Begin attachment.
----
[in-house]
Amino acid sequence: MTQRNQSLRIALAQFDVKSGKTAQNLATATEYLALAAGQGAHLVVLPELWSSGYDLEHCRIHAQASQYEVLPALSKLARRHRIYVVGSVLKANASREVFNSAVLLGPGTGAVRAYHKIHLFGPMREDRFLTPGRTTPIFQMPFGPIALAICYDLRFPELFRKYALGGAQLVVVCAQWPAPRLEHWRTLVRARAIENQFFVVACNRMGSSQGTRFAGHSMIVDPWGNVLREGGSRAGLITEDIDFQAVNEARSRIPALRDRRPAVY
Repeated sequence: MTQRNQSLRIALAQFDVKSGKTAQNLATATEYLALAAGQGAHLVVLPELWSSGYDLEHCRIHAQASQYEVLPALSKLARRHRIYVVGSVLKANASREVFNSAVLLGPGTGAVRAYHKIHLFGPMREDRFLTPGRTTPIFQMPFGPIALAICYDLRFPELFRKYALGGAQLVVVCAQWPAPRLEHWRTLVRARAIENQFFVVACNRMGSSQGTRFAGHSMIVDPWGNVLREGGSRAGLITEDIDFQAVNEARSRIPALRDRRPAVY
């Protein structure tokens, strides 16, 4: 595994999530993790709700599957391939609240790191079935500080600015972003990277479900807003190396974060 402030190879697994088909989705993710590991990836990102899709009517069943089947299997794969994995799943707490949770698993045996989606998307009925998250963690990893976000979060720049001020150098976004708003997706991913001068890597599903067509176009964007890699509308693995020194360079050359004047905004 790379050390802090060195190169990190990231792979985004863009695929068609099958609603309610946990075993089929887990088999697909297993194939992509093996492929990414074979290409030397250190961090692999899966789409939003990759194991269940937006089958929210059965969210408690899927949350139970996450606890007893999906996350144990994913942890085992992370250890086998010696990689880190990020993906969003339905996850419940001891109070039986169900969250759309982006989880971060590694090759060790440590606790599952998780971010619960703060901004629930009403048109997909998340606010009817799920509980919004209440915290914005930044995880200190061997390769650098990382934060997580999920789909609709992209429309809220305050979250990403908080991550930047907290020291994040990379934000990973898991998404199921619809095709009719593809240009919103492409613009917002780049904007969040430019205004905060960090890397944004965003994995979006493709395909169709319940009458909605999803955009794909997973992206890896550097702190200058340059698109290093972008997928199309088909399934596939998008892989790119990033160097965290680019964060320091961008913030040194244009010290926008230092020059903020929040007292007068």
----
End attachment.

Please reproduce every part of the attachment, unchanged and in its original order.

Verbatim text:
[in-house]
Amino acid sequence: MTQRNQSLRIALAQFDVKSGKTAQNLATATEYLALAAGQGAHLVVLPELWSSGYDLEHCRIHAQASQYEVLPALSKLARRHRIYVVGSVLKANASREVFNSAVLLGPGTGAVRAYHKIHLFGPMREDRFLTPGRTTPIFQMPFGPIALAICYDLRFPELFRKYALGGAQLVVVCAQWPAPRLEHWRTLVRARAIENQFFVVACNRMGSSQGTRFAGHSMIVDPWGNVLREGGSRAGLITEDIDFQAVNEARSRIPALRDRRPAVY
Repeated sequence: MTQRNQSLRIALAQFDVKSGKTAQNLATATEYLALAAGQGAHLVVLPELWSSGYDLEHCRIHAQASQYEVLPALSKLARRHRIYVVGSVLKANASREVFNSAVLLGPGTGAVRAYHKIHLFGPMREDRFLTPGRTTPIFQMPFGPIALAICYDLRFPELFRKYALGGAQLVVVCAQWPAPRLEHWRTLVRARAIENQFFVVACNRMGSSQGTRFAGHSMIVDPWGNVLREGGSRAGLITEDIDFQAVNEARSRIPALRDRRPAVY
């Protein structure tokens, strides 16, 4: 595994999530993790709700599957391939609240790191079935500080600015972003990277479900807003190396974060 402030190879697994088909989705993710590991990836990102899709009517069943089947299997794969994995799943707490949770698993045996989606998307009925998250963690990893976000979060720049001020150098976004708003997706991913001068890597599903067509176009964007890699509308693995020194360079050359004047905004 790379050390802090060195190169990190990231792979985004863009695929068609099958609603309610946990075993089929887990088999697909297993194939992509093996492929990414074979290409030397250190961090692999899966789409939003990759194991269940937006089958929210059965969210408690899927949350139970996450606890007893999906996350144990994913942890085992992370250890086998010696990689880190990020993906969003339905996850419940001891109070039986169900969250759309982006989880971060590694090759060790440590606790599952998780971010619960703060901004629930009403048109997909998340606010009817799920509980919004209440915290914005930044995880200190061997390769650098990382934060997580999920789909609709992209429309809220305050979250990403908080991550930047907290020291994040990379934000990973898991998404199921619809095709009719593809240009919103492409613009917002780049904007969040430019205004905060960090890397944004965003994995979006493709395909169709319940009458909605999803955009794909997973992206890896550097702190200058340059698109290093972008997928199309088909399934596939998008892989790119990033160097965290680019964060320091961008913030040194244009010290926008230092020059903020929040007292007068």